The reason your apps are difficult to understand is that the developer did not follow established norms when it comes to using IB. From Apple’s own documentation: ‘A very simple application might be able to store all of its user interface components in a single nib file, but for most applications, it is better to distribute components across multiple nib files’. The mainwindow.xib should be just that…the main window minus any views. This way, you minimize load times. Also, I follow the convention of having every view complex or custom view in its own nib. The formula I follow says that an nib should only have views that are needed at that particular application lifecycle state. This way, I know which nib to look at if I want to clarify some connections.

Basically, IB would only make the project unwieldy if a bad developer worked on it.

IB cannot do most customizations needed by apps

This argument lacks a backbone in 95% of the cases. You can perform almost all kinds of customizations using IB. Want a bunch of labels inside a UITableViewCell? How about a combination of labels and images? How about controls inside a UIScrollView? All this can be done using just the IB. Well, there are a lot of cases where you might want to handle customizations by code (complex composite cells for example), it doesn’t negate the fact that, even then, in the interest of keeping the design process consistent, you’re better off having an NIB before you customize. In fact, Apple recommends doing so because there is a lot of framework code that stands the chance of being over-ridden if you decide to do everything from container allocation to adding to a view programmatically.

That said, I would argue that over-customizing almost always leads to bad application sales. Almost all the best-selling apps for the iPhone maintain the signature look and feel of the preliminary pre-installed applications. There are no performance or behavioral gains from using non-native UI elements.

IB is for newbies; you learn with it, but give it up

Not unless you want to enforce bad design principles for the lifetime of all your subsequent Mac projects. As mentioned earlier, IB is a design as well as coding tool. It serializes objects in a file that is lazy loaded in a perfect order and with well-tested memory management in place. Also, doing so involves the use of a lot of frameworks that not only make life easier, but also reduce chances of code defects.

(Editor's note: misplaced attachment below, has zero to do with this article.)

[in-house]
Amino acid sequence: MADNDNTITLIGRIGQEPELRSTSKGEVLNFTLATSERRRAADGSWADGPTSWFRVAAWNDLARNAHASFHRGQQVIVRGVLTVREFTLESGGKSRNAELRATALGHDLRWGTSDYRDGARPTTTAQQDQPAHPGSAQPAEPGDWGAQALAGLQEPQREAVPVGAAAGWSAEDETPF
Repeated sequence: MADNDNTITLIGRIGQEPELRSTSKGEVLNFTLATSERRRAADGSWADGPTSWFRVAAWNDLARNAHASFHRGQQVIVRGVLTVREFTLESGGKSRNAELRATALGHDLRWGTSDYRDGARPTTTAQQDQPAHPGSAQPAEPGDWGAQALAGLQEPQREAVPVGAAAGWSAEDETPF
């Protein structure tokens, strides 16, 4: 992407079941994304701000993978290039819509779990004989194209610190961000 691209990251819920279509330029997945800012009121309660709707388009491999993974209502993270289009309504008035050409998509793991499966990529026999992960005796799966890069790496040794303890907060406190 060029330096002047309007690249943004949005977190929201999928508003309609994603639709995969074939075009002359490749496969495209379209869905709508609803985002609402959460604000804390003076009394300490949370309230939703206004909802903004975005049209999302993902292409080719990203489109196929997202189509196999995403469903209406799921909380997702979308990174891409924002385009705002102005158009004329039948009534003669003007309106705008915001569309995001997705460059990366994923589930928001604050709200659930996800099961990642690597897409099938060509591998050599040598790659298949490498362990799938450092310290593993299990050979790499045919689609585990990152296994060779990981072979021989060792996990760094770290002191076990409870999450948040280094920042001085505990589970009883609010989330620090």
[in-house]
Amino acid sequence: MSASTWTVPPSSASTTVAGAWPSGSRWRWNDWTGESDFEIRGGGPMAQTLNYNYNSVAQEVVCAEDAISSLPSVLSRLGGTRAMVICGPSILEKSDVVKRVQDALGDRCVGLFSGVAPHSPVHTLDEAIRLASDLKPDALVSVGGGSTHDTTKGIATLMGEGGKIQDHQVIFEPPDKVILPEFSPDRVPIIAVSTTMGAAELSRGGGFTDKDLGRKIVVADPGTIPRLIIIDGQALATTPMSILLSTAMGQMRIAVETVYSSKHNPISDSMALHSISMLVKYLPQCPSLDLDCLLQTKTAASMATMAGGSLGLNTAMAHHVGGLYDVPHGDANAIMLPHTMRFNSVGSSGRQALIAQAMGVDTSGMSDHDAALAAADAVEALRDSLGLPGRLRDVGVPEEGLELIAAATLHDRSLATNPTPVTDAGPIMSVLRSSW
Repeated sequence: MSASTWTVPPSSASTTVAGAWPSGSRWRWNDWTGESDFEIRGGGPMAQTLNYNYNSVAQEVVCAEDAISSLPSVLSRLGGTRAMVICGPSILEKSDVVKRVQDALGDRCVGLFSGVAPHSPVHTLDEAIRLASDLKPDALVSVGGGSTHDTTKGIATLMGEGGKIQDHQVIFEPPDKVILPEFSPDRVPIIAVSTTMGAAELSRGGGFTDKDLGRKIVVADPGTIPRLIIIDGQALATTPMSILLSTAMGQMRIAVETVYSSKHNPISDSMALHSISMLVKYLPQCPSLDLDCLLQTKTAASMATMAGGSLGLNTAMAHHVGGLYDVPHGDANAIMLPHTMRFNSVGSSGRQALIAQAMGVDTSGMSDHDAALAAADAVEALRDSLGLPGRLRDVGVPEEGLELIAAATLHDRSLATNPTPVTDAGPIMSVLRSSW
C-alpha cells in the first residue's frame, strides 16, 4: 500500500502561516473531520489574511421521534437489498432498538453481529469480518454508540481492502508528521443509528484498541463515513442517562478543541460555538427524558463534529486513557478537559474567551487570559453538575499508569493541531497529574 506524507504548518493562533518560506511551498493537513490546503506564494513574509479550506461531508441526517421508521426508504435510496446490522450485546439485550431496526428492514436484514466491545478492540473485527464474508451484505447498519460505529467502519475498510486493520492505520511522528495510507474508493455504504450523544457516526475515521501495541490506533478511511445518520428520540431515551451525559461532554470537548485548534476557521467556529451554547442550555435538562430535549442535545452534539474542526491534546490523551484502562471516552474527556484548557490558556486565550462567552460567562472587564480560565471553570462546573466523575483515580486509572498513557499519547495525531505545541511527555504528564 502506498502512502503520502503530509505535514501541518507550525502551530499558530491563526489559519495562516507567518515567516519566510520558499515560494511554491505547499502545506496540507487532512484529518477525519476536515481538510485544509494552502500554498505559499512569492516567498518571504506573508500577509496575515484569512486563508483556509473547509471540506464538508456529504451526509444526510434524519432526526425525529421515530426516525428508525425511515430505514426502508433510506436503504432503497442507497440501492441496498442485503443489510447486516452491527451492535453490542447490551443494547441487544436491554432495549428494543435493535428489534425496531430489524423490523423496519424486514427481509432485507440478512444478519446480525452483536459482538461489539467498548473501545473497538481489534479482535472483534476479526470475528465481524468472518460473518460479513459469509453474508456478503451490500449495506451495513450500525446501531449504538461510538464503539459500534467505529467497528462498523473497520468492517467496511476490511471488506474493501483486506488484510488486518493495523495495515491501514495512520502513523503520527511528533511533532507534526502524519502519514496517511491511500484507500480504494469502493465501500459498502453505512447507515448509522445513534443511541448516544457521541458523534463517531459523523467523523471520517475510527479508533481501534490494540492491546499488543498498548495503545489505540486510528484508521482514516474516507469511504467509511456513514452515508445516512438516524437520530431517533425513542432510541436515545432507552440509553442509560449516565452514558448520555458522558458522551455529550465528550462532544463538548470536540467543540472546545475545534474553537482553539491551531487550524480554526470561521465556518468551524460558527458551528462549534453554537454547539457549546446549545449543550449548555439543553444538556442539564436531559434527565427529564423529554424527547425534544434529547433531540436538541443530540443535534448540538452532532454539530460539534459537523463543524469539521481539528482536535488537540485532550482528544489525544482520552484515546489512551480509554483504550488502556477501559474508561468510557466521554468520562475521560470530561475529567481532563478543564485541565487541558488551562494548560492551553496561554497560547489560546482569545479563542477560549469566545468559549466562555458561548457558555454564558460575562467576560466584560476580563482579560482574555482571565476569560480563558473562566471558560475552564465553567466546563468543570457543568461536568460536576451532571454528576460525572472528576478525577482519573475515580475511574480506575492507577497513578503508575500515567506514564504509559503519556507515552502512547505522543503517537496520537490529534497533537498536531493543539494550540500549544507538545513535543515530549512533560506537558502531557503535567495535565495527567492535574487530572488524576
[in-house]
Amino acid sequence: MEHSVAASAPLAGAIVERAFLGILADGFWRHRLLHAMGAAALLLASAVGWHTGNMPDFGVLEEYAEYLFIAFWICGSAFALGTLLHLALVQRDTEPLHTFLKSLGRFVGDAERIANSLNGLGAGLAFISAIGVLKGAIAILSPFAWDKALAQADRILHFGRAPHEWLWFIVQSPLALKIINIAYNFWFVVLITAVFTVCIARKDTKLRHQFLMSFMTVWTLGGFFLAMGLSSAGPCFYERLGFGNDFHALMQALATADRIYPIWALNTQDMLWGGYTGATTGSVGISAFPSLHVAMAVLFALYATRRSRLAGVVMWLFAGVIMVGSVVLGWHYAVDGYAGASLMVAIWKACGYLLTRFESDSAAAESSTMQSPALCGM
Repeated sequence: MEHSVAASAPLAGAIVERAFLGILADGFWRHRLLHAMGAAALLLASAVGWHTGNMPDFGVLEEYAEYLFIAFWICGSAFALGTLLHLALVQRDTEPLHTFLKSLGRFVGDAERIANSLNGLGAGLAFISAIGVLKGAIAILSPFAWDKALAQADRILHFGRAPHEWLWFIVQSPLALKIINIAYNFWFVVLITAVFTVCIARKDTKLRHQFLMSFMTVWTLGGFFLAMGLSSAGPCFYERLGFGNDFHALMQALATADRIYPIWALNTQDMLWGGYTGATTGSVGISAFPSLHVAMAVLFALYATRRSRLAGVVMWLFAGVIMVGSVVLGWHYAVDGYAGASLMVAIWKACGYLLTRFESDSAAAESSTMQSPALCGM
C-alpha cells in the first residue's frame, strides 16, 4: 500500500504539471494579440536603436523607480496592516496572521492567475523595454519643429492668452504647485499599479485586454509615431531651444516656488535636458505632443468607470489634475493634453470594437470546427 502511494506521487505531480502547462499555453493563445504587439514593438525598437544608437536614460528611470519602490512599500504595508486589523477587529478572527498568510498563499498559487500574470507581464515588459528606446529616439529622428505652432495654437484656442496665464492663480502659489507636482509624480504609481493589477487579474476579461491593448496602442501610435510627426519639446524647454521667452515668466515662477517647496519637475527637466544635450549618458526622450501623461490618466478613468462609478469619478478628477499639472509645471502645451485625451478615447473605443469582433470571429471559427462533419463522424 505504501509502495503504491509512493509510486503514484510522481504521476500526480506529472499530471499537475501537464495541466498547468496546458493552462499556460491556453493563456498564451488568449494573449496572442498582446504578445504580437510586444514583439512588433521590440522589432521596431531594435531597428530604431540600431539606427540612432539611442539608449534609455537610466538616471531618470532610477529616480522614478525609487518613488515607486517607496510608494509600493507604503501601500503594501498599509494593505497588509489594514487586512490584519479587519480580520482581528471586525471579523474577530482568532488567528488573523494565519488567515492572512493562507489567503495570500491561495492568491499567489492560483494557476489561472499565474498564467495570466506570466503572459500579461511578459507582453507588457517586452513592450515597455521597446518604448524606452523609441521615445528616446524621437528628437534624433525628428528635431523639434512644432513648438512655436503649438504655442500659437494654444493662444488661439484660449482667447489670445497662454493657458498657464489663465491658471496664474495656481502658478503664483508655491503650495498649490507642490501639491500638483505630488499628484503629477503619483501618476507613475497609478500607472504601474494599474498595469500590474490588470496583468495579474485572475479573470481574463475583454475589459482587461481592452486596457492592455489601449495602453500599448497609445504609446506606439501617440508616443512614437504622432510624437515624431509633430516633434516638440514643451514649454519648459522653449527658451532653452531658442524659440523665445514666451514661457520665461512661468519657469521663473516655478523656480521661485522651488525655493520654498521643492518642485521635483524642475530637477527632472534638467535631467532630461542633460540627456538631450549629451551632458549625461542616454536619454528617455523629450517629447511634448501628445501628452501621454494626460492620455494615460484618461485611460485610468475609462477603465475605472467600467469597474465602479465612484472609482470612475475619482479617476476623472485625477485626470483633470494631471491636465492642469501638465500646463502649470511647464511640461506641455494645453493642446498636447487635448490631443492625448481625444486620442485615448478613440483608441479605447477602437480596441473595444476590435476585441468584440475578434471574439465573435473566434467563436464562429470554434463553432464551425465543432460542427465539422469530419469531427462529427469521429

We have used design tools in the past, and UI development using code trumped all

This is just the side effect of using bad tools for a long time. Such thinking has to go. Apple developers have been working with IB for a few years now. The toolkit keeps on expanding and getting better. Don’t let your previous bad experiences let you make bad design decisions. Do it the right way. This is not an Adobe framework.

I am very interested in doing a followup to this post on a more technical level, but I really wanted to share with other fellow iPhone developers the importance of working with the IB, not against it. The tool is there for a reason. Learn to use it. Apple recommends IB for every project.

Remember, when it comes to software engineering, it’s not always the end result that matters, but also how much future proof that solution is. Being engineers, we’re also designers – software architects, and it is upto us to engineer something beautifully, or make our product look like a patchwork of sorts.